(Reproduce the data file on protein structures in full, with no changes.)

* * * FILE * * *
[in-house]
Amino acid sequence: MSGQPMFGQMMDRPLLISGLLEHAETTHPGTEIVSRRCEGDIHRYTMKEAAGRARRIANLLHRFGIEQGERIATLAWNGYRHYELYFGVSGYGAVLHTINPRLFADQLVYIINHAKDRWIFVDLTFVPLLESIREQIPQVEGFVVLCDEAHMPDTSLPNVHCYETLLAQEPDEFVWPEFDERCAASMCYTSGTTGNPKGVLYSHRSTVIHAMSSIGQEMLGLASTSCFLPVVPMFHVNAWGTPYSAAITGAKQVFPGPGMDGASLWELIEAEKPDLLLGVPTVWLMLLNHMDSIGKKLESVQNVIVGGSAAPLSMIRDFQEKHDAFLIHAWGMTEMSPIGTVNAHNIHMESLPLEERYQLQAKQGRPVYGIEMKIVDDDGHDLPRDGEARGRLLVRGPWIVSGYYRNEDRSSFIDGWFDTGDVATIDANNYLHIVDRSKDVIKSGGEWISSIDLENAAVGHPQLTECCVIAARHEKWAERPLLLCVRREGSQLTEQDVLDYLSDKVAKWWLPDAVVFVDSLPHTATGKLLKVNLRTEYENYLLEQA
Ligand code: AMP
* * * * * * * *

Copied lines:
[in-house]
Amino acid sequence: MSGQPMFGQMMDRPLLISGLLEHAETTHPGTEIVSRRCEGDIHRYTMKEAAGRARRIANLLHRFGIEQGERIATLAWNGYRHYELYFGVSGYGAVLHTINPRLFADQLVYIINHAKDRWIFVDLTFVPLLESIREQIPQVEGFVVLCDEAHMPDTSLPNVHCYETLLAQEPDEFVWPEFDERCAASMCYTSGTTGNPKGVLYSHRSTVIHAMSSIGQEMLGLASTSCFLPVVPMFHVNAWGTPYSAAITGAKQVFPGPGMDGASLWELIEAEKPDLLLGVPTVWLMLLNHMDSIGKKLESVQNVIVGGSAAPLSMIRDFQEKHDAFLIHAWGMTEMSPIGTVNAHNIHMESLPLEERYQLQAKQGRPVYGIEMKIVDDDGHDLPRDGEARGRLLVRGPWIVSGYYRNEDRSSFIDGWFDTGDVATIDANNYLHIVDRSKDVIKSGGEWISSIDLENAAVGHPQLTECCVIAARHEKWAERPLLLCVRREGSQLTEQDVLDYLSDKVAKWWLPDAVVFVDSLPHTATGKLLKVNLRTEYENYLLEQA
Ligand code: AMP